Most people go in search of sunshine when they vacation, but what if you really like rain? I grew up in the Desert Southwest of the U.S., and I still view rain as something of a novelty. I love a good thunderstorm and relish overcast days of drizzle. I know…I’m weird. But, if you like a good soaker too, here are some vacation destinations that might whet your appetite, known for having the most rainy days every year.
Buffalo & Rochester, New York
These two upstate cities tie for the most days with precipitation per year at 167. Of course, that is snow for half the year! On the shores of Lake Erie and Lake Ontario, respectively, there are plenty of outdoor activities year around. Rochester packs in the fun with The Museum of Play children’s museum and the Seabreeze Amusement Park. Close by in Buffalo, you’ll find one of the greatest examples of Frank Lloyd Wright’s “Prairie House” at the Darwin D. Martin House Complex, and an amazing display of color and beauty at the Buffalo and Erie County Botanical Gardens.
Number Two on the Rainiest Cities list, Portland averages 164 wet days per year. You might be surprised to find, then, that there is so much to do outdoors thanks to the city’s beautiful Pacific Northwest surroundings. Portland also made it into the top 10 of Trip Advisor’s Travelers Choice 2012 Destinations on the Rise. Could it be due to the popularity of Voodoo Donuts, featured on a variety of Travel and Food Network shows? It certainly shouldn’t be missed, and neither should the outstanding Portland Art Museum or Oregon Museum of Science and Industry.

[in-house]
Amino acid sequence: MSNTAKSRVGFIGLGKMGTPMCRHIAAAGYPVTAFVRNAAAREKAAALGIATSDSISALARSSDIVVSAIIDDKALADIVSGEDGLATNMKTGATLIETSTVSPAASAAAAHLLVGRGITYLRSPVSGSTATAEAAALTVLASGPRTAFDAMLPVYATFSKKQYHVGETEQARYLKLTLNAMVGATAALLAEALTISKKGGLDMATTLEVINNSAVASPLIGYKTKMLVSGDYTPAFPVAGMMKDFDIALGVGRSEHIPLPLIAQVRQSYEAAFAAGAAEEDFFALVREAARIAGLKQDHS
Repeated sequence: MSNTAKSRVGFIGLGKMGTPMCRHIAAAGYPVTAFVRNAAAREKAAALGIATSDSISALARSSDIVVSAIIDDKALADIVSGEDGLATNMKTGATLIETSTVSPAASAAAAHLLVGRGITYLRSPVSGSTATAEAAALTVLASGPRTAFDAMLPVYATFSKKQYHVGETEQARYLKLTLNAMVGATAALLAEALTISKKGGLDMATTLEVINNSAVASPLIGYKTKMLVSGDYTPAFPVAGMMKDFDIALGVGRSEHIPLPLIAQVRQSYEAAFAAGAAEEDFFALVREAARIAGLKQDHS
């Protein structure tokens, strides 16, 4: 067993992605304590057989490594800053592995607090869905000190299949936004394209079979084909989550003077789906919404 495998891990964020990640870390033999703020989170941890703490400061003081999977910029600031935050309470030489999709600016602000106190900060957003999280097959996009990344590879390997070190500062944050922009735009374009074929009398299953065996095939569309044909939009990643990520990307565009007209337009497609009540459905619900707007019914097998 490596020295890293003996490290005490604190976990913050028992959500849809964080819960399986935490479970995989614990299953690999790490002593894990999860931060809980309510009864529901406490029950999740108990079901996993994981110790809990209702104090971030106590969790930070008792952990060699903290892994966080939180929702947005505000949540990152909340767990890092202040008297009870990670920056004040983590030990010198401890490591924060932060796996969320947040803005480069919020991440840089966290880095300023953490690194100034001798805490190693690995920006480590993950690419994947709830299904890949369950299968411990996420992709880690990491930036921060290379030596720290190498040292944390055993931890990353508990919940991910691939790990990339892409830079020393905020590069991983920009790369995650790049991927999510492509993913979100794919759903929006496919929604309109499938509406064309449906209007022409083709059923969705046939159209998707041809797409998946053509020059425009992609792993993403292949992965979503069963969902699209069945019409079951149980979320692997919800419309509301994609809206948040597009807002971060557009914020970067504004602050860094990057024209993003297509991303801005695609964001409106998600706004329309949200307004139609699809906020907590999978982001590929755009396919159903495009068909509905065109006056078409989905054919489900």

With 155 days of drizzle, Cleveland Ohio ranks third in rainy days, but #1 in the heart of rock & roll. On the Lake Erie waterfront, adjacent to the Cleveland Browns Stadium, you’ll find the Rock and Roll Hall of Fame and Museum, filled with fifty-plus years of memorabilia and honoring everyone from ABBA to ZZ Top. Close by is Cedar Point, the roller coaster capital of the world and, for fans of the movie, A Christmas Story House Museum. Yes, you can take a tour of Ralphie’s house. Do rainy days get any better?
Included here because you can’t talk about rainy cities and not mention Seattle, even though it only comes in at #5 with 149 rainy days a year, on average. From the Pike Place Market with its flying fish and fruit stands, to the Space Needle and EMP Museum, there are plenty of attractions where you can stay dry, along with plenty of coffee houses and fantastic seafood restaurants. But, since we don’t mind getting a little wet, two of the best sights are free: Hamilton Viewpoint Park and Kerry Park offer stunning views of downtown from very different angles. You can even get a free history lesson at the Klondike Gold Rush National Historic Park, which is really a museum dedicated to Seattle’s history in the 1800s.
What do you like to do in these rainy locales? Or is there another soggy city you’re fond of? Let us know in the Comments below!